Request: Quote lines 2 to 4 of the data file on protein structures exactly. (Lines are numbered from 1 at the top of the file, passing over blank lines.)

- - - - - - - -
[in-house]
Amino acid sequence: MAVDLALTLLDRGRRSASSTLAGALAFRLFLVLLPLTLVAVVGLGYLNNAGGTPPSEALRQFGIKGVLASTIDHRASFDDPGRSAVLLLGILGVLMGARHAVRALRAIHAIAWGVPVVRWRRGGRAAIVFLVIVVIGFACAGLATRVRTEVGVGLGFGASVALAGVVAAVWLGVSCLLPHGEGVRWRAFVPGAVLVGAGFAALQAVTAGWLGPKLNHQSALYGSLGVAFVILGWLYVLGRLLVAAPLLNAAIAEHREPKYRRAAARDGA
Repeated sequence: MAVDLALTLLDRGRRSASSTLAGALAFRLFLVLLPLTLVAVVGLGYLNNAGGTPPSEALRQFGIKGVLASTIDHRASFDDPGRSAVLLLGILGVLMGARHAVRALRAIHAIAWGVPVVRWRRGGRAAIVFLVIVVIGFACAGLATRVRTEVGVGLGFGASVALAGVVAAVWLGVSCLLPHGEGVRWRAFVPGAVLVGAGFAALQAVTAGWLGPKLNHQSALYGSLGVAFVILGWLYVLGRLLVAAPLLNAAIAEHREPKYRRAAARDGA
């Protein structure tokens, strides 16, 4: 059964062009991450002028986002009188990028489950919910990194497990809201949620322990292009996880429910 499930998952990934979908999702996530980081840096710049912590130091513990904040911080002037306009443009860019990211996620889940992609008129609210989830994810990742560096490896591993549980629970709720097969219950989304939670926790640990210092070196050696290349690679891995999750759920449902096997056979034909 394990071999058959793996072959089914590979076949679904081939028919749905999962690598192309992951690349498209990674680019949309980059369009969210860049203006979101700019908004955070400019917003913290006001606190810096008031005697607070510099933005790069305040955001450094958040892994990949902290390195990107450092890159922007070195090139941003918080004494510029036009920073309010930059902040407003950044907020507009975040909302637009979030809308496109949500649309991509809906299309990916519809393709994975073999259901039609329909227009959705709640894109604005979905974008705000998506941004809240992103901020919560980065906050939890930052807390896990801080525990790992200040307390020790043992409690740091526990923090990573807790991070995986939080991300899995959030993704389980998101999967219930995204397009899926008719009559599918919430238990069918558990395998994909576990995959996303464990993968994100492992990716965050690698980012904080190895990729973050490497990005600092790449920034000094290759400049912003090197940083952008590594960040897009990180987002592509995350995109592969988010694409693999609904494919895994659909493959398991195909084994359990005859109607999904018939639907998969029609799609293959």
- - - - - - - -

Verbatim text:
Amino acid sequence: MAVDLALTLLDRGRRSASSTLAGALAFRLFLVLLPLTLVAVVGLGYLNNAGGTPPSEALRQFGIKGVLASTIDHRASFDDPGRSAVLLLGILGVLMGARHAVRALRAIHAIAWGVPVVRWRRGGRAAIVFLVIVVIGFACAGLATRVRTEVGVGLGFGASVALAGVVAAVWLGVSCLLPHGEGVRWRAFVPGAVLVGAGFAALQAVTAGWLGPKLNHQSALYGSLGVAFVILGWLYVLGRLLVAAPLLNAAIAEHREPKYRRAAARDGA
Repeated sequence: MAVDLALTLLDRGRRSASSTLAGALAFRLFLVLLPLTLVAVVGLGYLNNAGGTPPSEALRQFGIKGVLASTIDHRASFDDPGRSAVLLLGILGVLMGARHAVRALRAIHAIAWGVPVVRWRRGGRAAIVFLVIVVIGFACAGLATRVRTEVGVGLGFGASVALAGVVAAVWLGVSCLLPHGEGVRWRAFVPGAVLVGAGFAALQAVTAGWLGPKLNHQSALYGSLGVAFVILGWLYVLGRLLVAAPLLNAAIAEHREPKYRRAAARDGA
């Protein structure tokens, strides 16, 4: 059964062009991450002028986002009188990028489950919910990194497990809201949620322990292009996880429910 499930998952990934979908999702996530980081840096710049912590130091513990904040911080002037306009443009860019990211996620889940992609008129609210989830994810990742560096490896591993549980629970709720097969219950989304939670926790640990210092070196050696290349690679891995999750759920449902096997056979034909 394990071999058959793996072959089914590979076949679904081939028919749905999962690598192309992951690349498209990674680019949309980059369009969210860049203006979101700019908004955070400019917003913290006001606190810096008031005697607070510099933005790069305040955001450094958040892994990949902290390195990107450092890159922007070195090139941003918080004494510029036009920073309010930059902040407003950044907020507009975040909302637009979030809308496109949500649309991509809906299309990916519809393709994975073999259901039609329909227009959705709640894109604005979905974008705000998506941004809240992103901020919560980065906050939890930052807390896990801080525990790992200040307390020790043992409690740091526990923090990573807790991070995986939080991300899995959030993704389980998101999967219930995204397009899926008719009559599918919430238990069918558990395998994909576990995959996303464990993968994100492992990716965050690698980012904080190895990729973050490497990005600092790449920034000094290759400049912003090197940083952008590594960040897009990180987002592509995350995109592969988010694409693999609904494919895994659909493959398991195909084994359990005859109607999904018939639907998969029609799609293959």